My father, the silent film star
After writing definitive biographies of theatrical greats John Gielgud and Sybil Thorndike, author Jonathan Croall turned to a subject a lot closer to home – his own father, the actor John Stuart.
While Stuart – he changed his name from Croall for simplicity’s sake – may appear to have lacked the star quality of a Gielgud or Thorndike in his later career, he was in fact every inch the star in his youth.
Between 1920 and 1930, he made 55 silent films in the UK, including 20 shorts, of which 11 have survived. Tall, dark and handsome, he was one of the most popular actors in the country for a while, a veritable heart-throb, rivalling the popularity of Rudolph Valentino and Ivor Novello.
In the early days of cinema, its stars were quite modestly paid and to make a living you had to keep at it. Stuart averaged seven films a year for six years, moving swiftly on to the next as soon as one was finished.
“All the time you’ve got to keep learning, work like the devil, never relax, and never be satisfied,” the young actor told one interviewer. Although he always appeared relaxed and in control onscreen, it was evident from this quote that it took its toll.
“The rise of John Stuart has been steady and consistent,” wrote one showbiz commentator in 1923. “This is due partly to his natural attributes and personal charm, but much more to his serious regard for his work and his faith in himself.”
By the time his son Jonathan was born in 1941, Stuart’s years as a screen idol were behind him, although he continued to appear as a character actor in films – and on the stage – up until his death in 1979.
In his new book, Forgotten Stars – My Father and the British Silent Film World, Croall cleverly weaves his father’s story into a more general study of the silent film era. Back then, stories were told in primary colours, and actors tended to be typecast according to their looks and predispositions.
Because he was clean-cut and nice-looking, Stuart was usually a dashing hero of one sort or another. However, he managed to ring the changes, playing among others a Canadian rancher, a Cornish fisherman, a Welsh musician, a shop assistant, an Irishman, and the skipper of a racing boat. Accents presented no problem, since there was no sound other than a piano accompaniment.
Unlike a lot of less fortunate silent film actors, Stuart made the transition to talkies in the late 1920s with considerable ease, thanks to “a pleasant, unforced tenor voice,” as his son describes it in the book.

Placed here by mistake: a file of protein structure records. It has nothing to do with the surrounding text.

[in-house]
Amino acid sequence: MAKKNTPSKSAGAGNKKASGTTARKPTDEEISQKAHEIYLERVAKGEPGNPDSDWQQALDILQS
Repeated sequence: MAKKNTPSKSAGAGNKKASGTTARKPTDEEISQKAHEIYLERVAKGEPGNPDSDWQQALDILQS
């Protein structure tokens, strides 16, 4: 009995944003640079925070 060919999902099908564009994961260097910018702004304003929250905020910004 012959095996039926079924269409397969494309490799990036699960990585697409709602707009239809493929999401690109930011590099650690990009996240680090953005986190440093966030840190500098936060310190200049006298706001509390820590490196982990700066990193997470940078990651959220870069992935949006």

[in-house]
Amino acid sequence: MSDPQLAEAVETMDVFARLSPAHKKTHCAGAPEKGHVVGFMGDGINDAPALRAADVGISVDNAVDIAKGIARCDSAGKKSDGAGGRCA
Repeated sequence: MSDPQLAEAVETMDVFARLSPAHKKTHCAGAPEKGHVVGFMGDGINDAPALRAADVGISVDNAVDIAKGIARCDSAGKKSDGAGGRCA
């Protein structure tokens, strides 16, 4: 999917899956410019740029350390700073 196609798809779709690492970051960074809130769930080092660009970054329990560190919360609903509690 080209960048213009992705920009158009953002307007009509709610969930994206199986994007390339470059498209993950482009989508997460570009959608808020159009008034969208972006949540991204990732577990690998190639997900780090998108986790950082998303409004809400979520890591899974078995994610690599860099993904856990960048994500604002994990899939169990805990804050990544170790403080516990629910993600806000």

Just as he seemed to be on the brink of a lucrative career in American films, with the offer of a five-year contract by Paramount Studios, Stuart opted to stay at home and support the struggling British industry, about which he always spoke passionately.
One of his co-stars from the silent days, Mabel Poulton, fared less well in the new talking- picture era. Croall tells the story of Poulton saying to Novello, on the first day of filming The Constant Nymph in 1928, “’Allo, ’ow are yer?” Novello thought it was a joke and replied in equally broad cockney, only to discover this was Poulton’s natural accent.
It was to be several decades before anything other than received pronunciation was acceptable to British film-makers.
A busy career as a stage actor ran parallel with his film commitments from the start, and Croall estimates that Stuart appeared in more than 100 plays over five decades. He appeared in a popular revival of Somerset Maugham’s Our Betters in 1923, and managed to make four films at the same time, dashing from the studio to the theatre at night.
In researching his father’s illustrious acting career, Croall was astonished by the early acclaim for his film performances.
“By the time I was a teenager, my father was in his 50s, and beginning to have spells out of work,” he explained. “I had this image of him in his study waiting for his agent to ring. It was a long time before I appreciated the full extent of his fame and popularity.
“Occasionally, when we were out and about, he’d be stopped in the street, usually by a slightly older woman, who might ask him for his autograph, but he never harked back to his years of stardom and I never got the feeling he was disappointed. He was an amiable character with quite simple tastes. When he was at home he seemed perfectly happy going to the pub and playing bowls.
“I feel sad that I never really talked to him about his acting career while he was alive. I feel I didn’t really get to know my father until quite recently.”
Forgotten Stars – My Father and the British Silent Film World is published by Fantom Films; ISBN: 9781781960912
Read more about John Stuart in The Stage Archive